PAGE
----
question is the right one. the most important thing is american people to know what happened in 2016 and what role intelligence agencies played in it and there's lots of things the president can do to declassify information. what we need is less people being indicted and to get the story out of what really happened. paul: kim, you close out the segment. you had australian diplomat who according to leaked stories started it off, why is this important in. >> well, it's important because what we have now discovered and put out there is that alexander downer when he met with papadopoulos, we had never known how the information was back through the fbi, now run through u.s. embassy in london and the introduction -- the intersection of the obama state department and that's political element in the story that's new, at least
with regard to that event. it brings up the question of whether or not was this really entirely driven by intelligence agencies talking to each other, was there political pressure exerted for the fbi to act. paul: more questions still to come on this, lon way from being over, when we come back, the republican record, president and members of congress looking to run, what have they done in last year and a half and would they counter anything in november. >> to keep this momentum going, to continue this incredible progress, to keep on winning, you have to vote republican in you have to vote republican in november copd makes it hard to breathe. so to breathe better, i go with anoro. ♪ go your own way copd tries to say, "go this way." i say, "i'll go my own way, with anoro." ♪ go your own way once-daily anoro contains two medicines called bronchodilators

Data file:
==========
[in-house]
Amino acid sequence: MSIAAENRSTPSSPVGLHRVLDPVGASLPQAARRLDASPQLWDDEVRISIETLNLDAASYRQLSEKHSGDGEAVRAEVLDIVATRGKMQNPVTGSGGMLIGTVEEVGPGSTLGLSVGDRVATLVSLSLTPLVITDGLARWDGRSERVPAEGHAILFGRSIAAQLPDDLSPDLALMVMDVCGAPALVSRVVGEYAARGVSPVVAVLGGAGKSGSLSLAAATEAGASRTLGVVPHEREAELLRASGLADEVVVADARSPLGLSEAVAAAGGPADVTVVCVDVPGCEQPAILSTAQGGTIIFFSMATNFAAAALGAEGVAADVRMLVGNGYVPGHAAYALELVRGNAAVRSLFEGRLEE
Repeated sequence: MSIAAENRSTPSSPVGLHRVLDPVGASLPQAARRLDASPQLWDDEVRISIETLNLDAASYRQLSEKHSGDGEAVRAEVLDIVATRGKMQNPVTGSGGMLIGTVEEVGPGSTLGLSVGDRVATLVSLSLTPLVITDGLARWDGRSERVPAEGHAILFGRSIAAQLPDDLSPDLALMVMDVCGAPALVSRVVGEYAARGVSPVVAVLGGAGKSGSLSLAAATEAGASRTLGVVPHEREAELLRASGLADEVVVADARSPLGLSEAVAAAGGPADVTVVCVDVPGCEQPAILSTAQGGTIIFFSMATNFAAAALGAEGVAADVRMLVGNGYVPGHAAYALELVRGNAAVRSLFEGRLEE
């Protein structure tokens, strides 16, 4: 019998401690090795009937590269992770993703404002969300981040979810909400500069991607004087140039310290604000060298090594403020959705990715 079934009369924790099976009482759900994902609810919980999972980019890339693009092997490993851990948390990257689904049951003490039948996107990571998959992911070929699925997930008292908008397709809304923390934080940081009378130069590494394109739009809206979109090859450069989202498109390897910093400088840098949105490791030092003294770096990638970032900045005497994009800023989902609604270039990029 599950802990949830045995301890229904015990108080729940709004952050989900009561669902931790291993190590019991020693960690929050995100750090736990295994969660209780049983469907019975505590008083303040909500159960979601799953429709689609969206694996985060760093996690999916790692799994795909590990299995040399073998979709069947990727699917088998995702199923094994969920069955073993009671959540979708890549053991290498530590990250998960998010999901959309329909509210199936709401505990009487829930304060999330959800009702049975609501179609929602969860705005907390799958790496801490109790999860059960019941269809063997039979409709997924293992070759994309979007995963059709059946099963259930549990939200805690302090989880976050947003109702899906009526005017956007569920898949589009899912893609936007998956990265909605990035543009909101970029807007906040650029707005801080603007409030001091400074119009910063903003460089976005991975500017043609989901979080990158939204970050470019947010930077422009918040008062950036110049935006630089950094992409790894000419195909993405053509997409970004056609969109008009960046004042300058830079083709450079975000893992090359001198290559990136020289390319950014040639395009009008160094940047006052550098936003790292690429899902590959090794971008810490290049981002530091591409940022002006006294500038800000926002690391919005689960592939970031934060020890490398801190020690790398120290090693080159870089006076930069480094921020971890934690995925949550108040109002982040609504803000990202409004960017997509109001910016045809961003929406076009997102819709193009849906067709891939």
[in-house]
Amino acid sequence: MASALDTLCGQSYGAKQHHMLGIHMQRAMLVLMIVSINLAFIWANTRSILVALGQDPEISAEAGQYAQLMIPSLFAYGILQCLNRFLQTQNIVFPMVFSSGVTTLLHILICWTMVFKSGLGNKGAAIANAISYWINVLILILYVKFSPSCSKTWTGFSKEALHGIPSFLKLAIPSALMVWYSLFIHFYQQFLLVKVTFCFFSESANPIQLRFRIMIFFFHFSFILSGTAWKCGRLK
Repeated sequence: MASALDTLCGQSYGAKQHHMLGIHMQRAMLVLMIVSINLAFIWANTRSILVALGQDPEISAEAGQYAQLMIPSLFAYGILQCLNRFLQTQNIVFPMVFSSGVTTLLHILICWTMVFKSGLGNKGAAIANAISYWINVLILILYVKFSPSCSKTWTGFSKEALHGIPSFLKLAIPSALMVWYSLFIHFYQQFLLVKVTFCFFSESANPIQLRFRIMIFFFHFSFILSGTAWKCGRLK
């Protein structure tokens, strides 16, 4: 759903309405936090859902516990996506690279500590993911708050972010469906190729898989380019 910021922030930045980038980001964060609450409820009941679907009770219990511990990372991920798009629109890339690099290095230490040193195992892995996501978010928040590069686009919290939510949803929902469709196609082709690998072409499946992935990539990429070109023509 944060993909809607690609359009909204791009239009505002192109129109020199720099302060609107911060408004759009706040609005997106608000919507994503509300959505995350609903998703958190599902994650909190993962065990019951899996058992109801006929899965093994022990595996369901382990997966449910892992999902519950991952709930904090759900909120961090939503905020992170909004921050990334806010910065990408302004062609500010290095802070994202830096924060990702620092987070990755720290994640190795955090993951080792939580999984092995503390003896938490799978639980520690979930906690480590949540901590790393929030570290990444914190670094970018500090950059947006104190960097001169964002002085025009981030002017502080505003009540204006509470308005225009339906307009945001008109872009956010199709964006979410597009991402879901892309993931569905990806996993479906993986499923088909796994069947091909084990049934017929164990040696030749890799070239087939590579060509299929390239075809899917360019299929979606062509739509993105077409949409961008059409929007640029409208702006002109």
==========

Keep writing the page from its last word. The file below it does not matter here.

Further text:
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we've passed the largest tax cuts and reform in american history. plus, in the tax cuts, what did we get? the individual mandate is out the window. paul: president trump picking off some of the republican accomplishments this week in rally in tennessee. polls show gop closing the gap when it comes to which party voters will support in the midterm applications, the latest real-clear politics average showing the democratic shrink to go a little over 3%, down from double digits earlier this year. so will the republican record over the last 18 months be enough to keep control of the house and senate this november? we are back with dan henninger, and wall street journal assistant editorial james freeman and editorial writer kate bachelder odell. kate, you heard trump give a couple of examples, give us a list of what you would call the main establishments of this congress? >> well, the first one is tax